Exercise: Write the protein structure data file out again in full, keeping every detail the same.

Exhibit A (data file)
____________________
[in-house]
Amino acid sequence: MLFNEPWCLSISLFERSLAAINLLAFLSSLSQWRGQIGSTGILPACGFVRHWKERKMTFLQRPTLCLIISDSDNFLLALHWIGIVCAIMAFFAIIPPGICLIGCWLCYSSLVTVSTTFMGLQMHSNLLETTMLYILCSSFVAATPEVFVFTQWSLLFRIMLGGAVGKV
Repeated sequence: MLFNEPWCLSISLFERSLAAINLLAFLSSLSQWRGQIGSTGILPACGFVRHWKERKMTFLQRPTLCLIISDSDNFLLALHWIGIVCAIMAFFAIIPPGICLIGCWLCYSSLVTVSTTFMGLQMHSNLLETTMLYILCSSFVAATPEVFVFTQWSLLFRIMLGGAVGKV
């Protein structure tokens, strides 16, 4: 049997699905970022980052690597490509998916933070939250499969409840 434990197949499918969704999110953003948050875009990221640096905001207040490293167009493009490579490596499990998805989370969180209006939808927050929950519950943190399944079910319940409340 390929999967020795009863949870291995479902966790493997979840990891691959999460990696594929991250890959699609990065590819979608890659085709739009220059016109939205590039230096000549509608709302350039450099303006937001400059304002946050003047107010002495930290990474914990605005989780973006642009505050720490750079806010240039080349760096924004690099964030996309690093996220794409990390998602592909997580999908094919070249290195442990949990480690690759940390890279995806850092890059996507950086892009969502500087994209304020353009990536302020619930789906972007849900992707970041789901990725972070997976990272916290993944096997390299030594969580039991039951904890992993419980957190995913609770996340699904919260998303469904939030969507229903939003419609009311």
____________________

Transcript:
[in-house]
Amino acid sequence: MLFNEPWCLSISLFERSLAAINLLAFLSSLSQWRGQIGSTGILPACGFVRHWKERKMTFLQRPTLCLIISDSDNFLLALHWIGIVCAIMAFFAIIPPGICLIGCWLCYSSLVTVSTTFMGLQMHSNLLETTMLYILCSSFVAATPEVFVFTQWSLLFRIMLGGAVGKV
Repeated sequence: MLFNEPWCLSISLFERSLAAINLLAFLSSLSQWRGQIGSTGILPACGFVRHWKERKMTFLQRPTLCLIISDSDNFLLALHWIGIVCAIMAFFAIIPPGICLIGCWLCYSSLVTVSTTFMGLQMHSNLLETTMLYILCSSFVAATPEVFVFTQWSLLFRIMLGGAVGKV
């Protein structure tokens, strides 16, 4: 049997699905970022980052690597490509998916933070939250499969409840 434990197949499918969704999110953003948050875009990221640096905001207040490293167009493009490579490596499990998805989370969180209006939808927050929950519950943190399944079910319940409340 390929999967020795009863949870291995479902966790493997979840990891691959999460990696594929991250890959699609990065590819979608890659085709739009220059016109939205590039230096000549509608709302350039450099303006937001400059304002946050003047107010002495930290990474914990605005989780973006642009505050720490750079806010240039080349760096924004690099964030996309690093996220794409990390998602592909997580999908094919070249290195442990949990480690690759940390890279995806850092890059996507950086892009969502500087994209304020353009990536302020619930789906972007849900992707970041789901990725972070997976990272916290993944096997390299030594969580039991039951904890992993419980957190995913609770996340699904919260998303469904939030969507229903939003419609009311």